What makes Dyson vacuum cleaners different? (Dyson Ltd)
Dyson explain what makes their vacuum cleaners different.
Root Cyclone™ technology
Ordinary vacuum cleaners have bags and filters that clog and restrict airflow. Dyson machines all include patented Root Cyclone™ technology, which uses centrifugal forces to spin dust and dirt out of the air and straight into the bin. No bags. No loss of suction. You’ll only find this in a Dyson vacuum.
No ordinary cyclone
James Dyson first invented cyclone technology for vacuum cleaners 30 years ago. Ever since, Dyson engineers have been improving it, making it work better and better. As they invent, they patent – protecting their efforts from copycat manufacturers. To date, they have filed 564 patents. You won’t find Root Cyclone™ technology in any other vacuum cleaner.
Why ordinary vacuums lose suction
Ordinary vacuum cleaners, even those that don’t use bags, lose suction power as they vacuum. Here’s why:
Bagged vacuum cleaners
The bag is meant to trap dust and dirt, and allow air to escape through millions of tiny holes in the paper. But when you start to use a bagged machine, dust and dirt collects in the bag and clogs the holes. This restricts the airflow, which causes a loss of suction, reducing the efficiency of the vacuum and leaving dust and dirt behind in your home.
Bagless vacuum cleaners
Ordinary bagless cleaners work in a similar way to those with bags. The cyclone collects the large dirt, but a central filter is still required to trap the fine dust. Just like a bag, it quickly clogs and restricts the airflow, causing a loss of suction and reducing the efficiency of the cleaner.
Why Dyson vacuums with Root Cyclone™ technology don’t loose suction
Dyson’s patented Root Cyclone™ technology doesn’t rely on a bag to trap all the dust and dirt. Instead, it spins the air so fast that centrifugal forces up to 150,000 times the force of gravity fling dust and dirt out of the air and straight into the clear bin.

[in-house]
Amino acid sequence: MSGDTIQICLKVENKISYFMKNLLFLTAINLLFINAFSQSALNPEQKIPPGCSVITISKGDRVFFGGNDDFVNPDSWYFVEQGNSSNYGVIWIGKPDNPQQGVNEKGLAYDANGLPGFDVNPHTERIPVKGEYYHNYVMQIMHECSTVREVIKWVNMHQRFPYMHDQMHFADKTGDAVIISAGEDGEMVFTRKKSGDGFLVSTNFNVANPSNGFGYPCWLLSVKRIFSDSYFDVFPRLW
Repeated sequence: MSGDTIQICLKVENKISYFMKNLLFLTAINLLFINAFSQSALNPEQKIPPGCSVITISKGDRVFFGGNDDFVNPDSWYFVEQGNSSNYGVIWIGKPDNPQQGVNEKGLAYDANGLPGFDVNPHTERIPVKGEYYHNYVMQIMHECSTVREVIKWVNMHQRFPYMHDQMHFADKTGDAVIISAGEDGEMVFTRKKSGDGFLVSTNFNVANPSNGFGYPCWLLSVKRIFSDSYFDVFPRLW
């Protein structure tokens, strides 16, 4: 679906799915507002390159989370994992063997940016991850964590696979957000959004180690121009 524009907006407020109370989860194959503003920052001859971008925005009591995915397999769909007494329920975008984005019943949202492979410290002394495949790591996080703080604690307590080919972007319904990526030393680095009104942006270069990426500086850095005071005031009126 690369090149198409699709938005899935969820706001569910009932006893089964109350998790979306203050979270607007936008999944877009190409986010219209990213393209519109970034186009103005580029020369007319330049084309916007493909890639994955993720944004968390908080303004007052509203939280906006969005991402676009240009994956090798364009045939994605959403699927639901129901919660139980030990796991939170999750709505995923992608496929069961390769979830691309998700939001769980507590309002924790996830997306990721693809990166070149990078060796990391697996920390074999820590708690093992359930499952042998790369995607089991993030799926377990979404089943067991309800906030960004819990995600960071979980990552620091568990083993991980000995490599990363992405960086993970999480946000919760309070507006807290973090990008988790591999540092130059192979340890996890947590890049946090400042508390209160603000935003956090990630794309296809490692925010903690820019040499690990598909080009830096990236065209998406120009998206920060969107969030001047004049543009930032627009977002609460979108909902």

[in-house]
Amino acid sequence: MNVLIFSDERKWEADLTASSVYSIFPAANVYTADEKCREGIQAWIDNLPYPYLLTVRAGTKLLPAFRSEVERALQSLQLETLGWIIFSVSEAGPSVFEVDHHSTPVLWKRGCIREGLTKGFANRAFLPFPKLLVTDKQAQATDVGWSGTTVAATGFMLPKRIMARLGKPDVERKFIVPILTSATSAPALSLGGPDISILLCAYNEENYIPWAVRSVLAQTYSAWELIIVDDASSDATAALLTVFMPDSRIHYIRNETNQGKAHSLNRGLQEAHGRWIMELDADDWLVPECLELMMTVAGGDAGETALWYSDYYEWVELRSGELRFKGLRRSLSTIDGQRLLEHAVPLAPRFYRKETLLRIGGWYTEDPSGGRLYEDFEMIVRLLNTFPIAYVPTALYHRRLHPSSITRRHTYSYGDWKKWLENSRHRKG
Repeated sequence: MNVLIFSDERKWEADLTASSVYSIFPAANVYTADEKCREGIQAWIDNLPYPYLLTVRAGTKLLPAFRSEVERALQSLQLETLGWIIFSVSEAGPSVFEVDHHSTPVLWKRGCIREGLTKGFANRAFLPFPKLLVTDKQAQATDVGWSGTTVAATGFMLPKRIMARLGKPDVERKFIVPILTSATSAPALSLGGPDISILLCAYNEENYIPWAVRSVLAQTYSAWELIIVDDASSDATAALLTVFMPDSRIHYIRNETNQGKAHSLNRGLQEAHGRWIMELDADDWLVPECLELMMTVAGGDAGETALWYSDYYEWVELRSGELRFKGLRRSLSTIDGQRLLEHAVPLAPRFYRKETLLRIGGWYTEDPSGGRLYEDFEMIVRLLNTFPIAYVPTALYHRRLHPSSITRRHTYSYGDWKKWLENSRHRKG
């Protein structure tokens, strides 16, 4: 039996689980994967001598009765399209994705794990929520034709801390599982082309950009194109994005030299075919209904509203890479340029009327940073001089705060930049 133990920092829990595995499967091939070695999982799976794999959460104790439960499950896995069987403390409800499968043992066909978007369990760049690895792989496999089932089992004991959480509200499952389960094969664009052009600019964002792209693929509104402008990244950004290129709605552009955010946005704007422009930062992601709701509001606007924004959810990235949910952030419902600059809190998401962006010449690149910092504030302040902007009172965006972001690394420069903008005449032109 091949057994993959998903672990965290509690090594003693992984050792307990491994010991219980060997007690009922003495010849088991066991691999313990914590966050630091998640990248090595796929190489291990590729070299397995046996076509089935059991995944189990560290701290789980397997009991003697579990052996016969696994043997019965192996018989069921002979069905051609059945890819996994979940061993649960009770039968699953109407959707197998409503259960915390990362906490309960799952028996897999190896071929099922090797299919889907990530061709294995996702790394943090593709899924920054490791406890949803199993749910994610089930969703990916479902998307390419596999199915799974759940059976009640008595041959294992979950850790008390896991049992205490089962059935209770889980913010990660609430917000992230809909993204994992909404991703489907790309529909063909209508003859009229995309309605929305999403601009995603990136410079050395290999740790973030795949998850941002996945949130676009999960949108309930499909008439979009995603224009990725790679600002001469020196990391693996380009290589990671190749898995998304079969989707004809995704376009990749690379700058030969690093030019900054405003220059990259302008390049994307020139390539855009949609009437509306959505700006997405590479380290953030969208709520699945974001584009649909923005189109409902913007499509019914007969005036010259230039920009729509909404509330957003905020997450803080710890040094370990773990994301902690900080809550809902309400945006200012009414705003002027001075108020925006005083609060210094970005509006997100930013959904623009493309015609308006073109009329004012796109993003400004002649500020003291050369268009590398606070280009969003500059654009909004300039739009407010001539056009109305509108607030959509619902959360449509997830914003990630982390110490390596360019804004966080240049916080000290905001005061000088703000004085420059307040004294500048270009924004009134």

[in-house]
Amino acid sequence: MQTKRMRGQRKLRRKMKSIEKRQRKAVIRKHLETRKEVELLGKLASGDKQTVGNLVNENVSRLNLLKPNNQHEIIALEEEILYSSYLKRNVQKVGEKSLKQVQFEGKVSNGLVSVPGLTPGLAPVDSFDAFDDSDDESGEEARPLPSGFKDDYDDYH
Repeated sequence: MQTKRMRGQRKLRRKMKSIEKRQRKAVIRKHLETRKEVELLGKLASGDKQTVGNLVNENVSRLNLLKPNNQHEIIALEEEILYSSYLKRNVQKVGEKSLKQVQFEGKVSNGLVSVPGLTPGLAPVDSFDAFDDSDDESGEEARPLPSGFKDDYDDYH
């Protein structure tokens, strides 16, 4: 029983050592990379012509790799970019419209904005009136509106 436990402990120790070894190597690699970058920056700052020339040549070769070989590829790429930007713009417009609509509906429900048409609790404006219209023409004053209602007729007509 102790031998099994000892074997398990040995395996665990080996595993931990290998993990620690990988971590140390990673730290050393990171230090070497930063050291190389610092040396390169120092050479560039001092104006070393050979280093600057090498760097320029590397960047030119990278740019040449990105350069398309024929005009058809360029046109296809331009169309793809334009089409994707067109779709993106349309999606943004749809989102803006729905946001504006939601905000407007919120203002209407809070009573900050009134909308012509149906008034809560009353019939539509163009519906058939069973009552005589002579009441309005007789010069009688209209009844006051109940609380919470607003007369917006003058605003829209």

Root Cyclone™ + core separator
In their latest machines, Dyson engineers have combined Root Cyclone™ technology with a core separator – an extra cyclonic stage between the outer and inner cyclones – to separate particles as small as 0.5 microns from the airflow. You could fit 200 of these particles on a full stop.
First, dust is drawn into a powerful cyclone. Centrifugal forces of 500 G fling larger dirt, debris, fibres and pet hairs into the clear bin.
The air passes through here, while fibres and pet hairs that have escaped the outer cyclone are sieved out and directed back into the bin.
Finally, a cluster of smaller, faster cyclones generate centrifugal forces of up to 150,000 G – extracting particles as small as mould and bacteria. By the time the air leaves a Dyson vacuum, it contains up to 150 times less mould spores and bacteria than the air you breathe.
Upright vacuum cleaners have always used fixed wheels. But wheeled vacuums are awkward to steer and can make you work a lot harder than you need to. All that back and forth around corners and obstacles. Ball™ technology is a new way to steer. Dyson Ball™ vacuums ride on a ball, which pivots around itself so you can instantly change direction with just a turn of the wrist.
Dyson digital motors